Wandering

How to Reduce Risk for Wandering Patients

The potential dangers of wandering residents can have permanent, catastrophic effects. High risk residents or patients, like those in dementia or memory care units, wander for a variety of reasons. Sometimes due to confusion, sometimes looking for something or someone, or sometimes because they are just plain lost. Wandering residents can find themselves in unsafe areas of a facility or eloping from the building entirely unnoticed. Knowing how to reduce the risks for wandering patients can help ensure their safety.

Who’s at Risk for Wandering?

Anyone living with Alzheimer’s disease or dementia is at risk for wandering. Understanding the common signs of wandering can help caretakers or family members prevent it. Some of the common signs a person may be at risk for wandering include:

  • Forgetting how to get to familiar places
  • Talking about fulfilling former obligations, for example: going to work
  • Trying to “go home” even when at home
  • Becoming restless or pacing
  • Difficulty locating familiar places, for example: the bathroom, bedroom, or dining room
  • Appearing lost in a new or changed environment
  • Becoming nervous or anxious in crowded areas

Reduce the Risk of Wandering

Preventing and reducing the risk of wandering is always a multi-layered process, but these actions can help bring peace of mind to caregivers and family members.

  • Provide a routine of structured, meaningful activities throughout the day.
  • Identify the time of day the person is most likely to wander and plan things to do during this time – activities and exercise may help reduce anxiety, agitation, and restlessness.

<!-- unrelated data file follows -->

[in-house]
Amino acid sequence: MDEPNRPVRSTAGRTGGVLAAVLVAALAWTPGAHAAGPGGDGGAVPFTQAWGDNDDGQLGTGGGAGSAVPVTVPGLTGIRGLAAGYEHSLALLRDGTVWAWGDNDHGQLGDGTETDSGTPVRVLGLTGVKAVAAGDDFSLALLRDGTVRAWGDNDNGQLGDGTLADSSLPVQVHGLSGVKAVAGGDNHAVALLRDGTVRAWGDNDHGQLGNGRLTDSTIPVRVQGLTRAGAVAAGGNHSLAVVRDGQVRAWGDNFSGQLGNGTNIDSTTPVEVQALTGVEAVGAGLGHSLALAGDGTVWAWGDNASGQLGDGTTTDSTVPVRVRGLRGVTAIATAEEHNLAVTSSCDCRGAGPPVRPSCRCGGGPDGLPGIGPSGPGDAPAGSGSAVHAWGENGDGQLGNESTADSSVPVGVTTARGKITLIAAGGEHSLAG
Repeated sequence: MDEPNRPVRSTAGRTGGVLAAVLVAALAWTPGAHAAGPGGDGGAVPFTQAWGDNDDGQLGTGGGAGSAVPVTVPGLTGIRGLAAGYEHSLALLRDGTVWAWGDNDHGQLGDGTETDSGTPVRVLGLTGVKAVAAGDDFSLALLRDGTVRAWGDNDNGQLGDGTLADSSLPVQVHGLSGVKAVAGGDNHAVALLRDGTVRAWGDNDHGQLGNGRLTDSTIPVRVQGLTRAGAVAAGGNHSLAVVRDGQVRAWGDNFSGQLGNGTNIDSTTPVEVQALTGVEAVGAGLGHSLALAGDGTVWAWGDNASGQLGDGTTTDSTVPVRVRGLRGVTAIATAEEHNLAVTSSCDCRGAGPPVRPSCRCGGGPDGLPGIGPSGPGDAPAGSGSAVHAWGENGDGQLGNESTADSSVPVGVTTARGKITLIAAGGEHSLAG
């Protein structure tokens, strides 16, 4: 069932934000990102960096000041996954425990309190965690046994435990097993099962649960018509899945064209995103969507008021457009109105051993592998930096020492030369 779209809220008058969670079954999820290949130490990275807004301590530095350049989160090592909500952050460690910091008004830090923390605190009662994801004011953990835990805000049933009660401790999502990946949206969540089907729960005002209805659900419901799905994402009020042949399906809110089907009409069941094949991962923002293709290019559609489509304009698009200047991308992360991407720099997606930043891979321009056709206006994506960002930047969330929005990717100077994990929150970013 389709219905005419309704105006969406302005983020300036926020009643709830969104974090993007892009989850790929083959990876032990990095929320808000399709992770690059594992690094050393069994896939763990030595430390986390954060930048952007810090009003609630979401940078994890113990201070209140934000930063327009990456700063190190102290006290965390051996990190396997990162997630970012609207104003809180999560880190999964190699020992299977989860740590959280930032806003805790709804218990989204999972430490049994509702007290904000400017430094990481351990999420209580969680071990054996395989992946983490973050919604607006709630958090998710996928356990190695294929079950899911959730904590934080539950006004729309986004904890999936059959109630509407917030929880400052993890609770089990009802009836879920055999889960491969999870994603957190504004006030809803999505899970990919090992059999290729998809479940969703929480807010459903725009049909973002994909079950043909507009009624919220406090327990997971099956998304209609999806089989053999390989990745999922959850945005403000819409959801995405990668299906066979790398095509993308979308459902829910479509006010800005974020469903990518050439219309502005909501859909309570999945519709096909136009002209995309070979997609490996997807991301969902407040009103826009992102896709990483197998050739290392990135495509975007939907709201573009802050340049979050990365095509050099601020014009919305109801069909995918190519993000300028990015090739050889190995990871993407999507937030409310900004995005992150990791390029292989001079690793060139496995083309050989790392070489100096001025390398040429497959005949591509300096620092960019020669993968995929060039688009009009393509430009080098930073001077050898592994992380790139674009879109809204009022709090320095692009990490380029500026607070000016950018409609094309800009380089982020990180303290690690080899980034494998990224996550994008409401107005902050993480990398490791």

• Reduce liquids up to two hours before bedtime so the person doesn’t have to find the bathroom during the night.
  • If the person is no longer driving, remove access to car keys as the person could forget they can no longer drive.
  • Assess the person’s response to new surroundings. Do not leave someone with dementia unsupervised if new surroundings may cause confusion, disorientation, or agitation.
  • Identify a companion for the person living with dementia if the caretaker is not available.

How to Take Action

Having a plan before wandering occurs can help relieve some of the stress experienced by family and caregivers and ensure the safety of the person living with dementia. Here are some tips for creating a wander management plan:

  • Ask neighbors, friends, and family to call if they see the person wandering or lost.
  • Identify potentially dangerous areas around the neighborhood, such as bodies of water, open stairwells, tunnels, bus stops, and heavily trafficked roads.
  • Create a list of places the person might wander to, such as past jobs, former homes, or favorite places.
  • Start search efforts immediately if the person goes missing and begin by looking in the surrounding vicinity as individuals who wander are typically found within 1.5 miles of where they disappeared.

Installing a wandering resident security system can’t prevent every potential wandering scenario, but it should absolutely be a key component of any wander prevention program. Wander management technology from Secure Care allows facilities and hospitals to monitor wandering residents, secure or lock exits, and track the exact location of  patients who are prone to wandering.

About Secure Care Products, LLC

For over 40 years, Secure Care Products has been committed to providing improved safety, security, and locating solutions through best-in-class service and innovative design for your most valuable assets. Protecting people and assets is our business. Secure Care products offers a suite of products including RTLS, wander management, infant protection, asset management, and mobile app solutions. All products are researched, developed, and manufactured in the USA, which ensures superior service, timely delivery, and quality assurance. Using state-of-the-art, advanced technologies, we keep people and assets protected 24/7. Let us know how we can help you by calling 1.800.451.7917 or contact us.